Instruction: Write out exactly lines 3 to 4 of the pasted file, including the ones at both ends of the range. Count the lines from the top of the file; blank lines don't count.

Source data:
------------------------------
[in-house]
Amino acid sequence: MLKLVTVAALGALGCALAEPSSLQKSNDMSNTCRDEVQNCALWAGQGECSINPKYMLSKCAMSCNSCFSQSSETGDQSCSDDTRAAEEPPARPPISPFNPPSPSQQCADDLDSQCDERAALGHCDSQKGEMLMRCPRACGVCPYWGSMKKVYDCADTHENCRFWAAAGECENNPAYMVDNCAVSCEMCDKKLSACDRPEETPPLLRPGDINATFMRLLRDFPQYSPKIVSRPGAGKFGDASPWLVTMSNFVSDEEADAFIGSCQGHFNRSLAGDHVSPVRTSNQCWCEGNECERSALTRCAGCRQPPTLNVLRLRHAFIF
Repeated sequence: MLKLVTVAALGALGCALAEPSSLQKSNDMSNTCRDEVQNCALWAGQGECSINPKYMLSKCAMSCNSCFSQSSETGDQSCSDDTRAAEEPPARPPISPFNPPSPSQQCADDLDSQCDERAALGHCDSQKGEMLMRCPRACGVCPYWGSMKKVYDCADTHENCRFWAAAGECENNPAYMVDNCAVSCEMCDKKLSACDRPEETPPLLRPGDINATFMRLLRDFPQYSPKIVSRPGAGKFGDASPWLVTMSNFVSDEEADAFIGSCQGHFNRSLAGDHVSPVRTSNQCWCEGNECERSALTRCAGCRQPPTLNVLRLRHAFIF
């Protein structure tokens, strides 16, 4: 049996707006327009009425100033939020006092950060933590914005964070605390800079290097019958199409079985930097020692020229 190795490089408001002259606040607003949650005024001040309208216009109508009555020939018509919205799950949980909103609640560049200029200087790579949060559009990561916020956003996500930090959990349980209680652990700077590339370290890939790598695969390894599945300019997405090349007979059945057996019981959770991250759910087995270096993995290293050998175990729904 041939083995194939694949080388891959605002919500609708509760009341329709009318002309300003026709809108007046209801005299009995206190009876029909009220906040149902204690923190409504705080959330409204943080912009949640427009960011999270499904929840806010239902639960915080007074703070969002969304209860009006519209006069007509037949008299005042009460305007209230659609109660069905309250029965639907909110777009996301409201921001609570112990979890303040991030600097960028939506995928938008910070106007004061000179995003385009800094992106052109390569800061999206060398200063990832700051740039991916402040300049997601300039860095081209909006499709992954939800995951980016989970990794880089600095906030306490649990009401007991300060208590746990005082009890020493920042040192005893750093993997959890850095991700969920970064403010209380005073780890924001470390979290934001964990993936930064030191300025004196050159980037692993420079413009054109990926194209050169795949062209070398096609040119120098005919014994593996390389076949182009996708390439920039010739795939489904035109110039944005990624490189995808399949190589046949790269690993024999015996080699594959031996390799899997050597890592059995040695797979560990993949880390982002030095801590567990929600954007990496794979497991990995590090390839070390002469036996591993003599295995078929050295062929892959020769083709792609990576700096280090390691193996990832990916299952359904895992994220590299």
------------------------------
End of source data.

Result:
Repeated sequence: MLKLVTVAALGALGCALAEPSSLQKSNDMSNTCRDEVQNCALWAGQGECSINPKYMLSKCAMSCNSCFSQSSETGDQSCSDDTRAAEEPPARPPISPFNPPSPSQQCADDLDSQCDERAALGHCDSQKGEMLMRCPRACGVCPYWGSMKKVYDCADTHENCRFWAAAGECENNPAYMVDNCAVSCEMCDKKLSACDRPEETPPLLRPGDINATFMRLLRDFPQYSPKIVSRPGAGKFGDASPWLVTMSNFVSDEEADAFIGSCQGHFNRSLAGDHVSPVRTSNQCWCEGNECERSALTRCAGCRQPPTLNVLRLRHAFIF
């Protein structure tokens, strides 16, 4: 049996707006327009009425100033939020006092950060933590914005964070605390800079290097019958199409079985930097020692020229 190795490089408001002259606040607003949650005024001040309208216009109508009555020939018509919205799950949980909103609640560049200029200087790579949060559009990561916020956003996500930090959990349980209680652990700077590339370290890939790598695969390894599945300019997405090349007979059945057996019981959770991250759910087995270096993995290293050998175990729904 041939083995194939694949080388891959605002919500609708509760009341329709009318002309300003026709809108007046209801005299009995206190009876029909009220906040149902204690923190409504705080959330409204943080912009949640427009960011999270499904929840806010239902639960915080007074703070969002969304209860009006519209006069007509037949008299005042009460305007209230659609109660069905309250029965639907909110777009996301409201921001609570112990979890303040991030600097960028939506995928938008910070106007004061000179995003385009800094992106052109390569800061999206060398200063990832700051740039991916402040300049997601300039860095081209909006499709992954939800995951980016989970990794880089600095906030306490649990009401007991300060208590746990005082009890020493920042040192005893750093993997959890850095991700969920970064403010209380005073780890924001470390979290934001964990993936930064030191300025004196050159980037692993420079413009054109990926194209050169795949062209070398096609040119120098005919014994593996390389076949182009996708390439920039010739795939489904035109110039944005990624490189995808399949190589046949790269690993024999015996080699594959031996390799899997050597890592059995040695797979560990993949880390982002030095801590567990929600954007990496794979497991990995590090390839070390002469036996591993003599295995078929050295062929892959020769083709792609990576700096280090390691193996990832990916299952359904895992994220590299």